The Act further explains that a person is unable to make decisions for themselves if they cannot:

  • understand the information relevant to the decision,
  • retain that information,
  • use or weigh that information as part of the process of making the decision, or
  • communicate their decision (whether by talking, using sign language or any other means).

At the time of making a Lasting Power of Attorney, you must have mental capacity. A ‘Certificate Provider’ will sign to certify that you are capable of making the choice. Often, this will be the lawyer that you are preparing the document with – but it can also be someone you’ve known for two years or someone with relevant professional skills such as a social worker or doctor.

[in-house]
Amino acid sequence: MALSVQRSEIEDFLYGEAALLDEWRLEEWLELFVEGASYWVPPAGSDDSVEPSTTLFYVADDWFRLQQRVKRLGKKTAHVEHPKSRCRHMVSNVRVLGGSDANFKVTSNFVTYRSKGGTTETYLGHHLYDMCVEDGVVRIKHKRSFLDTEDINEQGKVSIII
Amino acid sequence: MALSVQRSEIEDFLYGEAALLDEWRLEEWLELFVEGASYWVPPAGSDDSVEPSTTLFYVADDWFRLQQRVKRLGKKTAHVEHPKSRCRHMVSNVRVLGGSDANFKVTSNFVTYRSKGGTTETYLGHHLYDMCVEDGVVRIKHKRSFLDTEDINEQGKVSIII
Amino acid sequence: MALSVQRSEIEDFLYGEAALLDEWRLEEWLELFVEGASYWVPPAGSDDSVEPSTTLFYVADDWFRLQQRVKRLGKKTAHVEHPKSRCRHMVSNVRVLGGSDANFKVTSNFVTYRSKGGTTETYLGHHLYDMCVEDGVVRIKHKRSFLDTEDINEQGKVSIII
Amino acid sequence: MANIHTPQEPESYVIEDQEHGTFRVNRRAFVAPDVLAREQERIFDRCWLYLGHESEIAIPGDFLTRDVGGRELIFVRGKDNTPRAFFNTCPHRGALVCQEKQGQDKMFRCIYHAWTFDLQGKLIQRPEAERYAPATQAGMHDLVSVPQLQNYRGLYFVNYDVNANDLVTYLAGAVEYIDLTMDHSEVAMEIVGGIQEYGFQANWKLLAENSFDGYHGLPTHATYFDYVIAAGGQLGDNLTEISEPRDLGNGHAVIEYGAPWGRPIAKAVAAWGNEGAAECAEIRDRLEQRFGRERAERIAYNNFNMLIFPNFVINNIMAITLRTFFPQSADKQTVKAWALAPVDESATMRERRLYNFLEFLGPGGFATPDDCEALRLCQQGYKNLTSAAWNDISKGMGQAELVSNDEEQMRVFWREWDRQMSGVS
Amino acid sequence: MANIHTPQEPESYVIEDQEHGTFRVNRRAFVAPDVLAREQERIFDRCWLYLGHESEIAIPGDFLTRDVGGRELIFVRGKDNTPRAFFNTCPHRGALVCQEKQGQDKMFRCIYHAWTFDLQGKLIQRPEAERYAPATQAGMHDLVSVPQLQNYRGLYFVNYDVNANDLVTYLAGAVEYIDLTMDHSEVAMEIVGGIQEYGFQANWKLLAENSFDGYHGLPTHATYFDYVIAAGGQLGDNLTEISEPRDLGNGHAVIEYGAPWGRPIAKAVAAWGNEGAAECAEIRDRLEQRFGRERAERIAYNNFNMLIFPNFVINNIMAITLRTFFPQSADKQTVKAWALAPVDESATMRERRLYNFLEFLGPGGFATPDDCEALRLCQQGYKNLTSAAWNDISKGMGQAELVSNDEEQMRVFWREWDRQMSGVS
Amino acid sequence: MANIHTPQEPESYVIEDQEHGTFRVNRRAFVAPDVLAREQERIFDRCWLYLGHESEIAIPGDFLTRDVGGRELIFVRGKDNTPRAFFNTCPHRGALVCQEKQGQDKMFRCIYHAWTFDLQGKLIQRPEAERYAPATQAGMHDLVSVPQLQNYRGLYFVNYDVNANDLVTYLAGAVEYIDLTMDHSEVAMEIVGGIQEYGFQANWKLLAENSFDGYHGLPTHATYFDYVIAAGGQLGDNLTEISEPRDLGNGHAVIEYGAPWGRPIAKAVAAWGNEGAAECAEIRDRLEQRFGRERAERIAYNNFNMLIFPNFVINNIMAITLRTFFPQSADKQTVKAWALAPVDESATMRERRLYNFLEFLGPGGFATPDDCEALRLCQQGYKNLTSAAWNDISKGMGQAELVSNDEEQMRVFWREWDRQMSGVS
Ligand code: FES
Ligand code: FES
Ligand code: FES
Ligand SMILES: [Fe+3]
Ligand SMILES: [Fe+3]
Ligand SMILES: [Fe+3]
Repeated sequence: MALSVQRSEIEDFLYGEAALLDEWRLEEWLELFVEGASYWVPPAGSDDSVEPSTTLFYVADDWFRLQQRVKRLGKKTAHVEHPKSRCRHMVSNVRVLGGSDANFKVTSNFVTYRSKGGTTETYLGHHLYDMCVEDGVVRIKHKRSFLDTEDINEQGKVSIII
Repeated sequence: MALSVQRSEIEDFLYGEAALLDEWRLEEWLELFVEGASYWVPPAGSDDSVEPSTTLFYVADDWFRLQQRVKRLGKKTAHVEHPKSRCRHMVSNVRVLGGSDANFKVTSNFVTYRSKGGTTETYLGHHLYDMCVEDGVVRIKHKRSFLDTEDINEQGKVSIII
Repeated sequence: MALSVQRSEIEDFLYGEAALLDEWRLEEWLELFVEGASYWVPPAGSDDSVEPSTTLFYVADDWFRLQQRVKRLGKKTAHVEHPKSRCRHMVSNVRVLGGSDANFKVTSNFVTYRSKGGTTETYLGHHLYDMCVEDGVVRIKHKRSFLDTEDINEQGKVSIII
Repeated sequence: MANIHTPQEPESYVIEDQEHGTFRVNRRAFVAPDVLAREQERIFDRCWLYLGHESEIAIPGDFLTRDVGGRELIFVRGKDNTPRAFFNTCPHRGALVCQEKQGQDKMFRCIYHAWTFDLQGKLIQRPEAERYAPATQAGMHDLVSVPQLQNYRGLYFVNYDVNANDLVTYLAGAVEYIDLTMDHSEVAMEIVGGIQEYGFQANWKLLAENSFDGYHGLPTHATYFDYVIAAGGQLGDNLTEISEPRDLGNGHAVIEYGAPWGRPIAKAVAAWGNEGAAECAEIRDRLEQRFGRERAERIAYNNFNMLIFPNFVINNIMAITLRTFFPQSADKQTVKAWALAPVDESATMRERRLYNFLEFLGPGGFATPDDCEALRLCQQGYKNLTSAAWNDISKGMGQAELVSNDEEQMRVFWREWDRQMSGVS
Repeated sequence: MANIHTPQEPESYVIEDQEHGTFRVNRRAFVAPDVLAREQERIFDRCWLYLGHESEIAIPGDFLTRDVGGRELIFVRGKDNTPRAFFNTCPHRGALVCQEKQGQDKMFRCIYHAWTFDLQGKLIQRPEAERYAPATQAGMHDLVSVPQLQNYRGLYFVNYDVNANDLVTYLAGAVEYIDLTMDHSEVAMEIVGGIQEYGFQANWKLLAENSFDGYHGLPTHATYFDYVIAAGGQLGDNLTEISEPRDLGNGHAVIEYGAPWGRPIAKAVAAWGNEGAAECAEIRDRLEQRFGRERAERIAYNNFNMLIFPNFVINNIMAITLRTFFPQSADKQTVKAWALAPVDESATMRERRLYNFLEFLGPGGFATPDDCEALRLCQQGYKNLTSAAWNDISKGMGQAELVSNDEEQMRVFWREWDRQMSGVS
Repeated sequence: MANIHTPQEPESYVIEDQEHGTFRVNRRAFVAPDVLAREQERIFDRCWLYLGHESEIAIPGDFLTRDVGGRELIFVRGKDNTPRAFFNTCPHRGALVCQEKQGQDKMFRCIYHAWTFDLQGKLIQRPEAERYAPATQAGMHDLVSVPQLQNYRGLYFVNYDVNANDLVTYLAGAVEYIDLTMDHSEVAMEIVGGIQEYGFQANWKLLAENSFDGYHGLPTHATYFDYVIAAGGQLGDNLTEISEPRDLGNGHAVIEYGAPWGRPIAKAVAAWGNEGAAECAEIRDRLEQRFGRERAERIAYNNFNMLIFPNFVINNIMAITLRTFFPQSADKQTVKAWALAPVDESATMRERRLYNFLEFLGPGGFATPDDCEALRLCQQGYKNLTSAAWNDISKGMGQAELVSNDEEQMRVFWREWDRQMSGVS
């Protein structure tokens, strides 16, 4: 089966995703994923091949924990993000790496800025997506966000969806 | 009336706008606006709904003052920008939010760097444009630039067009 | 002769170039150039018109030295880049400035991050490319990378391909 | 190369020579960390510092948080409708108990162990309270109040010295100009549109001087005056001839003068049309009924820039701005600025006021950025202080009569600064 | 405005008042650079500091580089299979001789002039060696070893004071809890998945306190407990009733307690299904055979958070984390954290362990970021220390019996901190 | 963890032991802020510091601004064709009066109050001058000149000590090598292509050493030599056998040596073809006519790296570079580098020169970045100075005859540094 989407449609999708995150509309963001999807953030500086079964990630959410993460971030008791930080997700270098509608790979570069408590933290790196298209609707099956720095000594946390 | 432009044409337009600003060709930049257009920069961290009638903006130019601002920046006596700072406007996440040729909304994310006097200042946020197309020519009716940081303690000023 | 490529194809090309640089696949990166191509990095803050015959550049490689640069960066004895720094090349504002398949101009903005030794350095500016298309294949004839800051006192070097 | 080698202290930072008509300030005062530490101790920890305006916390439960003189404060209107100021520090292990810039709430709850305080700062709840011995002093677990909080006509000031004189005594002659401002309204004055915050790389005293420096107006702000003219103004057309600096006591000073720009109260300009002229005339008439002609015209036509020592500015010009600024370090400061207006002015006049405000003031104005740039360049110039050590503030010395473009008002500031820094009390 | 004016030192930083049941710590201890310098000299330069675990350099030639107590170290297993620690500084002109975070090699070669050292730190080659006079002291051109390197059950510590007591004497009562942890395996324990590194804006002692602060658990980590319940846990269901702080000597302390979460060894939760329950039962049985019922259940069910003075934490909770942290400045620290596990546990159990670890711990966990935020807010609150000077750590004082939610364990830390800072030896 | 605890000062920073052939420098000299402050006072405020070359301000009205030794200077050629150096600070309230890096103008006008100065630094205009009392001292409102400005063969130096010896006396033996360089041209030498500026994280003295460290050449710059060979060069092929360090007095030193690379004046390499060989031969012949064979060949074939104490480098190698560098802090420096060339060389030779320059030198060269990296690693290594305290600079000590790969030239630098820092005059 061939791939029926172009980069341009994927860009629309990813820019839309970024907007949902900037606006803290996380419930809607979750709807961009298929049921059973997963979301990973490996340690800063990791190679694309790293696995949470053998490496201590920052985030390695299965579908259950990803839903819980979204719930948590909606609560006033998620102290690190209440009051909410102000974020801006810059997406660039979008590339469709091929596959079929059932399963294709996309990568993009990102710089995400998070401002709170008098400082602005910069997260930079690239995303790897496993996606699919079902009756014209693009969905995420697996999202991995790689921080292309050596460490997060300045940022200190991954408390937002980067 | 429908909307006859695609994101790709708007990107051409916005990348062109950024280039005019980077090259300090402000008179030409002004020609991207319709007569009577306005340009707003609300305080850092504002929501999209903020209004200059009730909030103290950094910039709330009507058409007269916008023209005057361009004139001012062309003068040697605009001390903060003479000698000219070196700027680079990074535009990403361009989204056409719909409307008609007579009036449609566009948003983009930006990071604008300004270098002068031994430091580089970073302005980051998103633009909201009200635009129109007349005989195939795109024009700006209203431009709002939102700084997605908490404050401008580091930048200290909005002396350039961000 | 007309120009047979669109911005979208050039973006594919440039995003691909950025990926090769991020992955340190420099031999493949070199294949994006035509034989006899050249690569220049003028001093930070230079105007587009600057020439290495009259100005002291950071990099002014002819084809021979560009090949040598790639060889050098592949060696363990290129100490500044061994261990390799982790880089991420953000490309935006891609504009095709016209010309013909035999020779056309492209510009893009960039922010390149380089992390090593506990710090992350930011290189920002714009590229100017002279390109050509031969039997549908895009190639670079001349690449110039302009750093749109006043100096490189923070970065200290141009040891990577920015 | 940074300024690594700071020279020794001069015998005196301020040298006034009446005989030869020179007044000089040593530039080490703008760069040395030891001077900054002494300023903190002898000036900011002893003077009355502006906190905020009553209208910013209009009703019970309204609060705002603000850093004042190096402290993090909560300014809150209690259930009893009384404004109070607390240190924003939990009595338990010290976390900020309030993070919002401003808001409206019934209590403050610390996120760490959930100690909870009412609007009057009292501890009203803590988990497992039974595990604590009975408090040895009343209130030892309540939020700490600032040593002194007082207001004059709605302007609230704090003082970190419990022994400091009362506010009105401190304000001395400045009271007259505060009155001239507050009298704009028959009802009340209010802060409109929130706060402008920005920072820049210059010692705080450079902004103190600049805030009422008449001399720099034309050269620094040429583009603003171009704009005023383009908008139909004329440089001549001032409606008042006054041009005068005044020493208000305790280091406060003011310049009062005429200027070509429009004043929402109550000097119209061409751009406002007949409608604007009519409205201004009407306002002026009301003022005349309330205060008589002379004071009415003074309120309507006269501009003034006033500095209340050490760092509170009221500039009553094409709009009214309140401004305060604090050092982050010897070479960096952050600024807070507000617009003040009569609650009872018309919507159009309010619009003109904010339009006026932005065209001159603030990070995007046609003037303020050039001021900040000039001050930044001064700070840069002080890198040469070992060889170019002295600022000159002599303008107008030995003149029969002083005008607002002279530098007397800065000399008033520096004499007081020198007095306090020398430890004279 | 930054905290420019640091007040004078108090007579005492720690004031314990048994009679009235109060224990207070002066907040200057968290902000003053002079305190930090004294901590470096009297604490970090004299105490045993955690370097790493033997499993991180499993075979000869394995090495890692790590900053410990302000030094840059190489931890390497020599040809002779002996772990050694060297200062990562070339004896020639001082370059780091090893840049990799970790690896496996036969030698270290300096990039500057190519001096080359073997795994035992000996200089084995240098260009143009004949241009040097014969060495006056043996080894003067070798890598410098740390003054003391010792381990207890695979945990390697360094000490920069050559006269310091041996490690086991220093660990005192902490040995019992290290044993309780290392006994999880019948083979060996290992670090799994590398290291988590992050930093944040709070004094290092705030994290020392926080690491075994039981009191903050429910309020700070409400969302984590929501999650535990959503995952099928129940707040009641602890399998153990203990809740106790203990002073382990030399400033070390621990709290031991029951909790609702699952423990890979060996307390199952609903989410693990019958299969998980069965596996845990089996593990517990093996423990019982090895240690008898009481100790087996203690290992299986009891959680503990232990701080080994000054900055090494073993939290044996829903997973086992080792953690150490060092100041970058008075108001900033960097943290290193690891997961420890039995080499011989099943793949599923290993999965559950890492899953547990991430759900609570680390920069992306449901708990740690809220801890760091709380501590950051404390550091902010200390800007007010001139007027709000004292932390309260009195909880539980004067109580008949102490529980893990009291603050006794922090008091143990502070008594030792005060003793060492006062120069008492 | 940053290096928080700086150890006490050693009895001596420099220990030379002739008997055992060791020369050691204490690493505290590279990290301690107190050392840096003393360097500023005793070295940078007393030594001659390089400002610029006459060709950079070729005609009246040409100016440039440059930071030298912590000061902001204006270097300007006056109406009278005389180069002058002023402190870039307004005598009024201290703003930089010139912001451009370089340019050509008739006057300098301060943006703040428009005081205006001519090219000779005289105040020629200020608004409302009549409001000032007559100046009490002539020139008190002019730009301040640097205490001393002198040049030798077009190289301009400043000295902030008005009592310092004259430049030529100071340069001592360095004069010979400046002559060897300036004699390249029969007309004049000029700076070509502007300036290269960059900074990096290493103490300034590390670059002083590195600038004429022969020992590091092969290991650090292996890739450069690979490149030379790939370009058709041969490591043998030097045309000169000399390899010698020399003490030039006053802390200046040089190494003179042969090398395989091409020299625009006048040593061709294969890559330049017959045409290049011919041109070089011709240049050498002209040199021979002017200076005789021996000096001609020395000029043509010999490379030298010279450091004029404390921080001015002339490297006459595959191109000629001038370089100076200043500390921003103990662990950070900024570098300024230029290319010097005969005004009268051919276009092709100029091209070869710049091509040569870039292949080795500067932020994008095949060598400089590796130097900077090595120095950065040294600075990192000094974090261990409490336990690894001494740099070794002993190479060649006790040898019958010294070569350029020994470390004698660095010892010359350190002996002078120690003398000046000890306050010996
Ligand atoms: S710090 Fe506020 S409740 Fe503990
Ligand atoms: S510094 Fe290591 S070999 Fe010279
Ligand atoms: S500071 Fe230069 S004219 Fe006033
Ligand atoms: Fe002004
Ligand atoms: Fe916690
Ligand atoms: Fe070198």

Note that should you lose mental capacity in the future, your Attorneys must still try to include you in as many decisions as possible. You may retain capacity to make some decisions but not others. Their job is to facilitate you as far as is possible.

If you don’t make a Lasting Power of Attorney and a Deputyship Order is required, there are a lot of forms which must be submitted in a very specific order. These include an Assessment of Capacity form (COP3) to be completed by a suitable medical practitioner who will certify that you have lost mental capacity. The practitioner can be your GP, psychiatrist or approved mental health professional, social worker, psychologist, nurse, or occupational therapist. The whole process is lengthy and complex.

“Who should I choose to be my attorney?”